Science.gov (United States)

    Azizov, E.; Barsuk, V.; Begrambekov, L.; Buzhinsky, O.; Evsin, A.; Gordeev, A.; Grunin, A.; Klimov, N.; Kurnaev, V.; Mazul, I.; Otroshchenko, V.; Putric, A.; Sadovskiy, Ya.; Shigin, P.; Vergazov, S.; Zakharov, A.

    2015-08-01

    Boron carbide was proposed as a material of in-situ protecting coating for tungsten tiles of ITER divertor. To prove this concept the project including investigation of regimes of plasma deposition of B4C coating on tungsten and tests of boron carbide layer in ITER-like is started recently. The paper contends the first results of the project. The results of B4C coating irradiation by the plasma pulses of QSPU-T plasma accelerator are presented. The new device capable of B4C film deposition on tungsten and testing of the films and materials with ITER-like heat loads and ion- and electron irradiation is described. The results of B4C coating deposition and testing of both tungsten substrate and coating are shown and discussed.

  4. Radiometric determination of boron with mandelic acid and zinc-65-labelled bis(1,10-phenanthroline)zinc(II)

    International Nuclear Information System (INIS)

    The use of solvent extraction methods for the radiometric determination of boron is scarce. This work was undertaken to examine the feasibility of an indirect radiometric method for the determination of trace amounts of boron by solvent extraction. Mandelic acid was used as the complexing agent for boron and the complex anion formed was extracted as an ion associate with zinc-65-labelled bis(1,10-phenanthroline)zinc(II) into isobutyl methyl ketone. The activity of zinc in the organic layer was measured using an NaI-Tl well-type scintillation detector, and was a linear function of the concentration of boron in the aqueous phase over the range 0-10 μg in a final volume of 15 ml. A detection limit of 0.25 μg of boron in a 15 ml aqueous volume could be achieved. The interfering effect of various ions was overcome by selective distillation of boron as methyl borate. The method was applied to the determination of boron in Cr-Mo-B alloy, ointments, talcum powder and eye lotion samples. The reliability of the proposed method was checked by comparing the results obtained for the above samples with those given by ICP-AES. (author)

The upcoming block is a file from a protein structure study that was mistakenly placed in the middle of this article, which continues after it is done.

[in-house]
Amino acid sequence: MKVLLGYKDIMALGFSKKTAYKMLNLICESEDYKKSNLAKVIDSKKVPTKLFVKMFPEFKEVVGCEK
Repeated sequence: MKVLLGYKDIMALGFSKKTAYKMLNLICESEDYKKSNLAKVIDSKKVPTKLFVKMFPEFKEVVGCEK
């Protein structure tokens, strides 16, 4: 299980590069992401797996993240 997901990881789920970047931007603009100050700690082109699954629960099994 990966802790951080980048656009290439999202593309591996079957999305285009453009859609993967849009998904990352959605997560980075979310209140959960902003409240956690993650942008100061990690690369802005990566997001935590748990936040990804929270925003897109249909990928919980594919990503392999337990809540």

5. Analysis of boronized wall in LHD

    International Nuclear Information System (INIS)

    Boronization has been carried out in some experimental fusion devices as one of wall conditioning Methods. The well-known merits of the boronization are as follows: 1) coated-boron on the first wall has strong gettering function for oxygen impurities and oxygen has been kept into boron films as a boron-oxide and 2) boron film covers first wall with apparently low Z materials facing the plasma. However, an operation scenario of boronization for next generation devices such as ITER is not optimized. In this paper, we discuss an optimized method of coated film uniformity in a wide area and a lifetime of boron film as an oxygen getter using experimental data in the large helical device (LHD). In LHD, boronization by glow discharges has been carried out a few times during each experimental campaign. Helium-diborane mixtured gas is used and plasma facing components (PFM) are stainless steel (SS) for the first wall and carbon for the divertor plates kept in the room temperature. Material probes made of SS316 and Si were installed in the vacuum vessel and exposed during the experimental campaign. Depth profiles of their impurities were analyzed using the X-ray Photoelectron Spectroscopy (XPS) and the Auger electron spectroscopy (AES). Two types of gettering process by boron film have been investigated. One is the process during boronization and the other is that after boronization. Concerning a lifetime of boron film, the distribution of oxygen near the top surface region (0 to 20 nm) indicates a process of oxygen gettering, it shows a contribution after boronization. In this paper, these kinds of process using material probes are shown. (authors)